The Windmill may have caught your attention if you are a chronic Netflix Instant browser. The film’s poster presents an ashy gray-black palette with one burst of color dead-center in the flames which engulf the titular object.
Lurking above the fiery windmill are three black clouds doubling as eyes and nose.
There is no denying from the visual what you are about to see is a horror film. But what is unexpected, especially since there are so many bad horror movies out there, is just how effective this one is.
Really enjoyed new film on Netflix The Windmill. Good deaths. Hats off to Erik & Rob Hillenbrink, and Erin Stoffer for FX pic.twitter.com/y9MdXnXr3n
— jaye (@horrormadam) April 5, 2017
The plot of The Windmill, aka The Windmill Massacre, follows a group of unsuspecting tourists who “awaken a mysterious evil in the Dutch countryside after their tour bus breaks down, stranding them at an abandoned barn beside a sinister windmill where a miller used to grind the bones of locals” (hat tip IMDb).
In Tales from the Crypt fashion, each of the tourists has their own stories, their own dark pasts that are contributing factors to where they are now, on the chopping block and at the mercy of a chain-and-scythe-wielding killer.
Unlike most horror movies you will come across on Netflix, The Windmill has a crisp polish in every facet with a talented cast, well-drawn characters, convincing special effects, marvelous set design and direction, and an unmistakable sense of humor.
Charlotte Beaumont plays the role of Jennifer, a girl fleeing an abusive father who witnesses the murderous miller’s first kill and rallies to convince her companions there is something after them.
Along the way, more is revealed about the not-so-innocent cast of characters and the hidden bond they all share that may just end up sealing their doom.
In one sense, The Windmill is a standard terror tale where a lot of bad things happen. It has a tendency to revel in the excesses of its genre, from atmosphere to delivering the gory goods one victim at a time.
But it’s careful not to let the splashier elements overtake the stories it is juggling, and it all does come together rather nicely in a somewhat shocking finish.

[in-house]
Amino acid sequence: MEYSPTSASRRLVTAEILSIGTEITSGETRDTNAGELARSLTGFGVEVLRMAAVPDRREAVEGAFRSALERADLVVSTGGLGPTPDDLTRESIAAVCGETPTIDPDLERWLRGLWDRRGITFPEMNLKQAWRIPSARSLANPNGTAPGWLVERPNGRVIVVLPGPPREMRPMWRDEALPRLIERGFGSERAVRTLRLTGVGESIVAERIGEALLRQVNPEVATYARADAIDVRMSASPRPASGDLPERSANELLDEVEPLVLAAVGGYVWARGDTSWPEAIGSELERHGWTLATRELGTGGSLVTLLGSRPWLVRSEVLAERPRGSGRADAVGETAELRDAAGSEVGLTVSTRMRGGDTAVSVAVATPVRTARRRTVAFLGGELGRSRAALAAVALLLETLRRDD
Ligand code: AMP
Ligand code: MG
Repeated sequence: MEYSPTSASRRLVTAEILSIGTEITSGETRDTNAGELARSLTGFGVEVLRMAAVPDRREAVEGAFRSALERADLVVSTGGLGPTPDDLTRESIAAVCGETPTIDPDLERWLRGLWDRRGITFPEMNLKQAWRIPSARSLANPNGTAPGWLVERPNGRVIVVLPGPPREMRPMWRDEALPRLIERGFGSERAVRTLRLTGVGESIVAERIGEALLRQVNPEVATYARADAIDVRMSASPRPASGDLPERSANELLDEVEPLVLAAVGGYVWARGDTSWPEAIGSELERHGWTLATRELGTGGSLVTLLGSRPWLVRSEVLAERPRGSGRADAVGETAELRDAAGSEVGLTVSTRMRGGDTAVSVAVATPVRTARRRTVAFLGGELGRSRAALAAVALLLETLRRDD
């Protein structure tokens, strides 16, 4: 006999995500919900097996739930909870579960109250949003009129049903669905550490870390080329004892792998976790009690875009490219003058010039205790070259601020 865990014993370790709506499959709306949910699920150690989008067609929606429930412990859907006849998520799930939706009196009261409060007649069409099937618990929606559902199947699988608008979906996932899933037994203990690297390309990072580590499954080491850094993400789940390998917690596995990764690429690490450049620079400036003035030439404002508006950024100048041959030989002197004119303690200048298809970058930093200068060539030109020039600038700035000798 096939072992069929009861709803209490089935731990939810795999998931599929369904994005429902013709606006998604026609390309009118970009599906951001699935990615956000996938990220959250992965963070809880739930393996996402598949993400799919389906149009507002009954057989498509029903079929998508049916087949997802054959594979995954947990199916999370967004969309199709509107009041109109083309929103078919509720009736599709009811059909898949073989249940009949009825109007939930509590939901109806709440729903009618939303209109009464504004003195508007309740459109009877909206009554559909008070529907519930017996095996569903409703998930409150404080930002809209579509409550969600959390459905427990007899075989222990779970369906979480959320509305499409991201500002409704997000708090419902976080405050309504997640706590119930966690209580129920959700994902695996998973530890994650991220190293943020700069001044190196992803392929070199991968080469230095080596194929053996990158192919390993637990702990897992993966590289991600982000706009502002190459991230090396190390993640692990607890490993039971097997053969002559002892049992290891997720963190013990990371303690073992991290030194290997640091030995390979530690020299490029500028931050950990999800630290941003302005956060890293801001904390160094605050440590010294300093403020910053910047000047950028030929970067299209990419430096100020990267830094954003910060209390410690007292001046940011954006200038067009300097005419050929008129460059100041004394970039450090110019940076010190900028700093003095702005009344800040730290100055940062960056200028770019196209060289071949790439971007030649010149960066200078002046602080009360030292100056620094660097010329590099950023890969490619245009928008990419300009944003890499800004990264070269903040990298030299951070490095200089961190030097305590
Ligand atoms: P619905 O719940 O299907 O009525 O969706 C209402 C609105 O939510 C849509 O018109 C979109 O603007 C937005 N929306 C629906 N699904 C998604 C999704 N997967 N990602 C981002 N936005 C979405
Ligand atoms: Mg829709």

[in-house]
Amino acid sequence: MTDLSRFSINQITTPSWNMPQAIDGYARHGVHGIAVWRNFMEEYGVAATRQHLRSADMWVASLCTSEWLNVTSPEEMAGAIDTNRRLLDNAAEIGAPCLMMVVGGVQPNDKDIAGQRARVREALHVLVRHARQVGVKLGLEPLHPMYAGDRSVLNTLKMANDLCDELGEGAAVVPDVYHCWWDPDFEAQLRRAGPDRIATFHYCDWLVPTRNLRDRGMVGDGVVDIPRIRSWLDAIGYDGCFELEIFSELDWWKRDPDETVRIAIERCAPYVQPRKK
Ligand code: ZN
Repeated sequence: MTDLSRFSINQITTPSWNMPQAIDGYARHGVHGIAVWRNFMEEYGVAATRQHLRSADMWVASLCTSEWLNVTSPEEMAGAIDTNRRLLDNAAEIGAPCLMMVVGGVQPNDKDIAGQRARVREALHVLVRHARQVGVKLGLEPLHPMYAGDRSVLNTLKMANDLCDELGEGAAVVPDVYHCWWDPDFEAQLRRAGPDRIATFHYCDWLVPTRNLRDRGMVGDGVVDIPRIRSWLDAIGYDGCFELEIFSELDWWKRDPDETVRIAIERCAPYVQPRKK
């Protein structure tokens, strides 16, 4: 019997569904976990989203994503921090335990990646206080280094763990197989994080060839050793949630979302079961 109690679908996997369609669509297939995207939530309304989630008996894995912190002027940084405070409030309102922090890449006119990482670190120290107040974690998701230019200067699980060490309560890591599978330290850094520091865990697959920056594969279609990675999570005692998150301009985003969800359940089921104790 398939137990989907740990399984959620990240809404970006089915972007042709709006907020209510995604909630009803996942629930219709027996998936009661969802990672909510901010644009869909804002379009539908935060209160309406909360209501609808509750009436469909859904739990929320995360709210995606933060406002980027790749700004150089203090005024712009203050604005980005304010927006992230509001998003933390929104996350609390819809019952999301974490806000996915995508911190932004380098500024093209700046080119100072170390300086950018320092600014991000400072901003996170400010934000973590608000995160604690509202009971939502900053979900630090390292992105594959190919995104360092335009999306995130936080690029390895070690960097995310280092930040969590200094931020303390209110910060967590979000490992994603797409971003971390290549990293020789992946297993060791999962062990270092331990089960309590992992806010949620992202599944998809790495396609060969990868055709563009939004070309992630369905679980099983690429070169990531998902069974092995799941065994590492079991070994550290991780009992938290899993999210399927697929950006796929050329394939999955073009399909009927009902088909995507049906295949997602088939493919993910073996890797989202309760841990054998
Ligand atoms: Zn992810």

You won’t necessarily have trouble going to sleep at night after watching The Windmill — it’s more of a popcorn horror type than psychological — but there are some genuine surprises throughout despite its safety-first mindset when it comes to ticking the horror boxes.
— HOR(iley)ROR (@HOR_iley_ROR) April 10, 2017
The film was released in its homeland on April 18, 2016, but just recently started its run on Netflix.
While the streaming platform appears to be moving away from star ratings, according to The Verge, it currently has a five out of five rating on the iTunes/AppleTV version of the product — quite rare for the horror genre as a whole.
Sure, you can nitpick. Director Nick Jongerius has shot his film in English despite the international pedigree, and while it plays well in the American market, it has some very minor cultural distractions like subbing “fromage” for “cheese” when snapping a photo.
Americans say “cheese” not because of some dairy photo fetish, but because it forces the mouth into a smile. “Fromage” just results in a lot of mouth-agape photograph subjects. Again, minor!
Bottom line: the musts in a film like this one — good villain and gruesome set pieces — are here in abundance, so horror fans are certain not to be disappointed.
What about you, readers? Have you checked out The Windmill yet? What were your thoughts? Sound off in the comments section below.
[Featured Image by XLrator Media/Netflix]